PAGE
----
Frequently Asked Questions

  • What is Nutrifix?

    Nutrifix is the first nutrition app to locates the meals nearby that your body needs. From your age, height, weight and health goals, Nutrifix calculates your daily nutritional needs. It will then get to work locating meals nearby tailored to your needs.

    Nutrifix will also recommend recipes and even meals to be delivered.

    See it as your very own personal nutritionist in your pocket.

  • So how do you calculate the daily nutritional needs?

    We start by calculating your BMR (Basal Metabolic Rate) using the gold standard equation calculation. This takes into account body weight, height, weight, age and sex to determine the number of calories you will use day to day simply by staying alive. We then use the Harris Benedict Equation, which takes this BMR and applies an activity factor to determine the individual’s total daily energy expenditure (calories).

    BMR formula
    Women: BMR = 655 + (9.6 x weight in kilos) + (1.8 x height in cm) - (4.7 x age in years)

    Men: BMR = 66 + (13.7 x weight in kilos) + (5 x height in cm) - (6.8 x age in years)

    The Harris Benedict equation
    Sedentary (little or no exercise): Recommended calorie intake = BMR x 1.2

    Lightly active (light exercise/sports 1-3 days/week): Recommended calorie intake = BMR x 1.375

    Moderately active (moderate exercise/sports 3-5 days/week): Recommended calorie intake = BMR x 1.55

    Very active (hard exercise/sports 6-7 days a week): Recommended calorie intake = BMR x 1.725

    Extremely active (very hard exercise/sports & physical job or 2x training): Recommended calorie intake = BMR x 1.9

    This method has been approved by the American College of Sports Medicine and is considered the most accurate way to determine daily calorie requirements.

  • And what if I want to lose weight?

    For weight loss, it’s well established that a calorie deficit of 500 calories each day will result in an average of around 1lb each week (1).

    For weight gain, it’s been shown that by consuming an extra 500 calories each day you will gain around 1lb each week. Therefore, this is reflected in our calorie calculations based on the user’s weight goals.

  • How do you determine my macronutrient recommendations?

    Carbohydrate, protein and fat are the three macronutrients that are all essential for health and contribute significantly to the energy intake of an individual. We recommend specific amounts of these three macronutrients as percentages of total energy intake.

    Our standard recommendation is for carbohydrate to contribute 45%, Protein 25% and fat 30%.

    This is inline with Dietary Guidelines for Americans 2010 (2).

  • Shouldn’t I just cut carbohydrates from my diet to lose weight?

    Many studies have shown that a higher protein intake and a lower carbohydrate intake can be beneficial for weight loss, while maintaining lean muscle mass. This may be due to protein’s satiation effects (3,4).

    Protein intake at higher than the national recommended levels (0.75g per kg bodyweight) have also been shown to produce beneficial results on chronic diseases such as obesity, osteoporosis, type 2 diabetes, Metabolic Syndrome, heart disease, and sarcopenia. (5,6,7,8)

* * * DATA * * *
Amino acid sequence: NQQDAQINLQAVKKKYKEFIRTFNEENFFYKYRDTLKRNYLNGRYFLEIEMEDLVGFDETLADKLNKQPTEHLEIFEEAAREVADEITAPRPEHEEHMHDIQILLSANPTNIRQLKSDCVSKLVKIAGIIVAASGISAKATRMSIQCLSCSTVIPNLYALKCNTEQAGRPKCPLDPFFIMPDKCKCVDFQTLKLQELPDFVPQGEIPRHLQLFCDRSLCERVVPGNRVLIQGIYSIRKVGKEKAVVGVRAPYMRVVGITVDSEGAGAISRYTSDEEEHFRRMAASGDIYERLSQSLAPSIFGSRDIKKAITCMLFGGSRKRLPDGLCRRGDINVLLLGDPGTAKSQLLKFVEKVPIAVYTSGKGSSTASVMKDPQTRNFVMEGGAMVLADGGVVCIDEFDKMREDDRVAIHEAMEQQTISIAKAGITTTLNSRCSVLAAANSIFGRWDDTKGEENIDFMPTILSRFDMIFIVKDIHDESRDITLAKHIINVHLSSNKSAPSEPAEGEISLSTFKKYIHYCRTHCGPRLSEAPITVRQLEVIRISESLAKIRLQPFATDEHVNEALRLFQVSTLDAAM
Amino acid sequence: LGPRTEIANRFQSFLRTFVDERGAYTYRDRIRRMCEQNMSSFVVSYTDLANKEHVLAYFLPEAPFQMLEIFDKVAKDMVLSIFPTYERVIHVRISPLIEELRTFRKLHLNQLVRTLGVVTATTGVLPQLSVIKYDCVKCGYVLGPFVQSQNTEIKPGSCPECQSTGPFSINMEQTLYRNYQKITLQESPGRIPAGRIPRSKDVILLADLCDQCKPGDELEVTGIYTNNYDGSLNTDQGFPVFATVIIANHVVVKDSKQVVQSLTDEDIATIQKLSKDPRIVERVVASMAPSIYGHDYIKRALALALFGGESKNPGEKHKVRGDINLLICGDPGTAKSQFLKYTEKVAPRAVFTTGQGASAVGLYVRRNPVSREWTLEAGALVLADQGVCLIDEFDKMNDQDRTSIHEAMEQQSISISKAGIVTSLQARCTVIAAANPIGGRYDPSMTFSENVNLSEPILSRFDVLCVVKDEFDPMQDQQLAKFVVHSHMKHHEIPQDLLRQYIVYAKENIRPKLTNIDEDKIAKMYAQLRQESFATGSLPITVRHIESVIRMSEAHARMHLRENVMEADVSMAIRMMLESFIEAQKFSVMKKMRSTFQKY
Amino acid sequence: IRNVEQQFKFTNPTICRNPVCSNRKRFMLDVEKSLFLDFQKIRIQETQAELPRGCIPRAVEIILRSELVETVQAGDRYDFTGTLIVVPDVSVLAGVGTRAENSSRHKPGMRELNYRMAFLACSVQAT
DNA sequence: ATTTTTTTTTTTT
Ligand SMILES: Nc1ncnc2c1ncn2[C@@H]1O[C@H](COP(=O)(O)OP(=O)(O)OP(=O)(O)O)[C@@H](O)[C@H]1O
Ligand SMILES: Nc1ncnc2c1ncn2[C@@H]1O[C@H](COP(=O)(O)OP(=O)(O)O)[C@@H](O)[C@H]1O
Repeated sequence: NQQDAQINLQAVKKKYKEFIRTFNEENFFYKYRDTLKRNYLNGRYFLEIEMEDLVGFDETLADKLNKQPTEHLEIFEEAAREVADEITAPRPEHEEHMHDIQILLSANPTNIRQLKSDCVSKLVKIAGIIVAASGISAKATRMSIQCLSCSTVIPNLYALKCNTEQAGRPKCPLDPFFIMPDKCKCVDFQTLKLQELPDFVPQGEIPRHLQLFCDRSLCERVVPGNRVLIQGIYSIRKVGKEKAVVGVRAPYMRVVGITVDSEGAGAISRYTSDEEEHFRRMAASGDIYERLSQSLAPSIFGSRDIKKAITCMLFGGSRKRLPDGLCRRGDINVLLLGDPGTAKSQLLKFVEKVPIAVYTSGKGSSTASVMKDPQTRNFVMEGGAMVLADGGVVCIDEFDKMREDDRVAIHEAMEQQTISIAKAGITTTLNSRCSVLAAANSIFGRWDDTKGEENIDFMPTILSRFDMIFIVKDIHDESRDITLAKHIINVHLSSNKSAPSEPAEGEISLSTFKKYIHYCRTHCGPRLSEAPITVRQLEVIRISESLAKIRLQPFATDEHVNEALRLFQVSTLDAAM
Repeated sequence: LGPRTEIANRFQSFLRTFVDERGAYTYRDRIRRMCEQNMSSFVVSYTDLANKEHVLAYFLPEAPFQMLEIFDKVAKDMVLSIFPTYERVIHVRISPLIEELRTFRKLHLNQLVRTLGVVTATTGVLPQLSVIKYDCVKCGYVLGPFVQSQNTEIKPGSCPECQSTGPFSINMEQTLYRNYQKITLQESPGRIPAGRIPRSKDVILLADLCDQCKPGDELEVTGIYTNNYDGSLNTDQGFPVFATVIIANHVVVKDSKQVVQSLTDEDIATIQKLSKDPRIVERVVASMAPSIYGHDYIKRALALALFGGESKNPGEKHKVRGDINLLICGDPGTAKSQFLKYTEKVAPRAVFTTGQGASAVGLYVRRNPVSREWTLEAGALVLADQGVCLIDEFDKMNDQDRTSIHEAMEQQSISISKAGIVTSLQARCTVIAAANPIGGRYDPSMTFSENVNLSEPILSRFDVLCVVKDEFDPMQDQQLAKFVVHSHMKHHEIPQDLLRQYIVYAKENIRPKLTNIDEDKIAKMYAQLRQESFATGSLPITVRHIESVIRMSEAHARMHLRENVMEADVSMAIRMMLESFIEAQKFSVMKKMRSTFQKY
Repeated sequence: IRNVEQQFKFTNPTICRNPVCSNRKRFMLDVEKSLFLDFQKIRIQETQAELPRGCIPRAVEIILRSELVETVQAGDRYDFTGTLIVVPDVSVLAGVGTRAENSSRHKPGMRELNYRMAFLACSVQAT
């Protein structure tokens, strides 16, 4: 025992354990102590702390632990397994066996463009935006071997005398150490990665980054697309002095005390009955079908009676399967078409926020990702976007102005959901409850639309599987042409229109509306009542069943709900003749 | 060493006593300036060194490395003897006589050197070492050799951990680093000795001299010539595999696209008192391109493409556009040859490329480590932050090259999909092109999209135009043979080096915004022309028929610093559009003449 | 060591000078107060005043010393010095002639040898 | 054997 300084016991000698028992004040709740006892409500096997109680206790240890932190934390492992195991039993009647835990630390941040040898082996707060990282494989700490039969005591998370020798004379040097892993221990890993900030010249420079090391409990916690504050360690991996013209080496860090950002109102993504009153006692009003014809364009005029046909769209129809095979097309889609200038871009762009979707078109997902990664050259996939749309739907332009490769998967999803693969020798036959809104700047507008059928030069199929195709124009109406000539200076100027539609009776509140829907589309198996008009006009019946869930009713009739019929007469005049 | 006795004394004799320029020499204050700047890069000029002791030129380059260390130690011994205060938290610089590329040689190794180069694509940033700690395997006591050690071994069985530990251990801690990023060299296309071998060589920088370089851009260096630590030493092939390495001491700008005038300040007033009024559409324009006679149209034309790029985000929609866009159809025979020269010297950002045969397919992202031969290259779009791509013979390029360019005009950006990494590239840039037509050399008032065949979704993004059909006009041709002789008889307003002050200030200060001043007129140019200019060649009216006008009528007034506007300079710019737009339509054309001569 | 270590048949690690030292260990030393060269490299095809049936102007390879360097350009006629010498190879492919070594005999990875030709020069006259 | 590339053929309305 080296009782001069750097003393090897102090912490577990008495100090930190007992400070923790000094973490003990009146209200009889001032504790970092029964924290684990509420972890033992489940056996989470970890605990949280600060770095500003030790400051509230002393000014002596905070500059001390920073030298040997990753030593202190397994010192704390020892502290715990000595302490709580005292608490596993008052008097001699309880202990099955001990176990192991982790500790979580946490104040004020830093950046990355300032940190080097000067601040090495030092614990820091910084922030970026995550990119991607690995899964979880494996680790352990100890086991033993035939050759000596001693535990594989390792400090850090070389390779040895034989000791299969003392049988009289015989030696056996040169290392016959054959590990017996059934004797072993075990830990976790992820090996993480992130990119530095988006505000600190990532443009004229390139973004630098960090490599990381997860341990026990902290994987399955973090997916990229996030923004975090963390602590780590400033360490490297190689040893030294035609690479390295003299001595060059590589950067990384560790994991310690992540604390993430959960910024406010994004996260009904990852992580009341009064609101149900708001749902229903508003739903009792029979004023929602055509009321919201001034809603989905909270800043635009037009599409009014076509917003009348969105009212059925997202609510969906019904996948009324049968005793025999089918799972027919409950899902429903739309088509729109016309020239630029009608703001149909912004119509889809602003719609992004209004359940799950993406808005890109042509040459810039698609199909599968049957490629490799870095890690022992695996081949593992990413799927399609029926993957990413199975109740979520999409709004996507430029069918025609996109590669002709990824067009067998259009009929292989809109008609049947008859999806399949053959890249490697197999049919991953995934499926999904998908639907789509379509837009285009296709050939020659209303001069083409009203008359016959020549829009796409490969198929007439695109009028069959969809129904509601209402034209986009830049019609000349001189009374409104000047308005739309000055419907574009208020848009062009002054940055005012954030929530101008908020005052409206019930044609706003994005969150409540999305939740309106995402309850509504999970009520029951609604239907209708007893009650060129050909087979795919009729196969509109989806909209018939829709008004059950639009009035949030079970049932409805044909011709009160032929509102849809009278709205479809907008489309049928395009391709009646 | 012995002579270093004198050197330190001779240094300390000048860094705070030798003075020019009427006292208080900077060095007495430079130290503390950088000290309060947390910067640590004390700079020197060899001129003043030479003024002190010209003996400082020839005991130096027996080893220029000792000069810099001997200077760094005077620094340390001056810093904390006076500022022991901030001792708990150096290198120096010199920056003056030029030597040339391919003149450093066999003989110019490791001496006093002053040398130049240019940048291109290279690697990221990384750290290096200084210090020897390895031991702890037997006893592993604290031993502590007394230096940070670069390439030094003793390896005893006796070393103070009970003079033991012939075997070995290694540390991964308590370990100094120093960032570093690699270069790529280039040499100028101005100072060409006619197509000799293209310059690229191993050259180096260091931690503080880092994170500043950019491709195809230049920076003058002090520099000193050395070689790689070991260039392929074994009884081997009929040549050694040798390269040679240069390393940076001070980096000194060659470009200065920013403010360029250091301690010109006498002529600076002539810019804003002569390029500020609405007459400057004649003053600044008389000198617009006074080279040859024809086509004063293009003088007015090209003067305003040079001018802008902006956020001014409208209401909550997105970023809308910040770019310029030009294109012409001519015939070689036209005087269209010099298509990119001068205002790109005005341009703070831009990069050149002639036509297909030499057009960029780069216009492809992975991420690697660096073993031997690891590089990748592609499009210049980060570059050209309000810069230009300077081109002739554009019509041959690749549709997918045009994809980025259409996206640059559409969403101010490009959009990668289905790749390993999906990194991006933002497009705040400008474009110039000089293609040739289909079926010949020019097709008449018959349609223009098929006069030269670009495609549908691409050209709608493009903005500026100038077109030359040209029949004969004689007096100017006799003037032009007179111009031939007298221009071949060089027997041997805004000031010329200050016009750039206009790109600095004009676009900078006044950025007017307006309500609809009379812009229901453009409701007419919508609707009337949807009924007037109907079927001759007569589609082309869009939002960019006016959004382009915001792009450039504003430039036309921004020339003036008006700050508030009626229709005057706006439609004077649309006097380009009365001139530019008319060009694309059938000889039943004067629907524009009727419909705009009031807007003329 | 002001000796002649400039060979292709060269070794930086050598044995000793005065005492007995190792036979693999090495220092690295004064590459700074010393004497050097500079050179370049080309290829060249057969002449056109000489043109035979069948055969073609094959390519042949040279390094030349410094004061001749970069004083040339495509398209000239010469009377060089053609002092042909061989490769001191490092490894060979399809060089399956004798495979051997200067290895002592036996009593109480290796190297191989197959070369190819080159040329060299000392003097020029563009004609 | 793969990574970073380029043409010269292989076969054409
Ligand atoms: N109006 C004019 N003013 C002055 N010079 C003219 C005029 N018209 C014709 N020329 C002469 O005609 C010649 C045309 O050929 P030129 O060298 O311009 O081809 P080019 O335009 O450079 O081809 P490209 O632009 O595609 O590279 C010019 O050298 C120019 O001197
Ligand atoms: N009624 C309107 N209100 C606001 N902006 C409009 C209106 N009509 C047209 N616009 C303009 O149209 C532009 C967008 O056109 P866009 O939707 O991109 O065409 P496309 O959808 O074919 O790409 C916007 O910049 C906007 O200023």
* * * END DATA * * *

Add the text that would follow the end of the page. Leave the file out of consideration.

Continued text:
However, we will advise that individuals do not decrease carbohydrate intake to less than 40% to ensure that recommended daily fibre intake of 30g is met, along with the required micronutrient needs (9).

  • Where can I use Nutrifix?

    Across the UK, however given the density of food operators, the app will work best in London. However you have over 400 nutritious recipes to select from.

  • I sell healthy food how do I get involved?

    Please get in contact and we would love to have you on board.

  • References

    1. British Nutrition Foundation. Healthy Weight Loss
      https://www.nutrition.org.uk/healthyliving/healthissues/healthy-weight-loss.html
    2. Institute of Medicine. Panel on Macronutrients, Panel on the Definition of Dietary Fiber, Subcommittee on Upper Reference Levels of Nutrients, Subcommittee on Interpretation and Uses of Dietary Reference Intakes, and the Standing Committee on the Scientific Evaluation of Dietary Reference Intakes Food and Nutrition Board. 2005. https://www.ncbi.nlm.nih.gov/pubmed/16004827
    3. The American Journal of Clinical Nutrition. 2016 Mar;103(3):738-46.Higher compared with lower dietary protein during an energy deficit combined with intense exercise promotes greater lean mass gain and fat mass loss: a randomized trial. Longland TM et al.
    4. The American Journal of Clinical Nutrition. 2006;83:260–274. Effects of variation in protein and carbohydrate intake on body mass and composition during energy restriction: a meta-regression 1. Krieger JW et al.
    5. The American Journal of Clinical Nutrition. 2008;87:1558S–1561S. Protein, weight management, and satiety. Paddon-Jones D et al.
    6. The American Journal of Clinical Nutrition. 2008;87:1562S–1566S. Role of dietary protein in the sarcopenia of aging. Paddon-Jones D et al.
    7. The American Journal of Clinical Nutrition. 2008;87:1567S–1570S Amount and type of protein influences bone health. Heaney RP & Layman DK.
    8. The American Journal of Clinical Nutrition. 2008;87:1571S–1575S. Protein in optimal health: heart disease and type 2 diabetes. Layman DK et al.
    9. Institute of Medicine; Food and Nutrition Board; A Report of the Panel on Macronutrients; Subcommittees on Upper Reference Levels of Nutrients and Interpretation and Uses of Dietary Reference Intakes; Standing Committee on the Scientific Evaluation of Dietary Reference Intakes. Washington, DC: National Academies Press, 2002.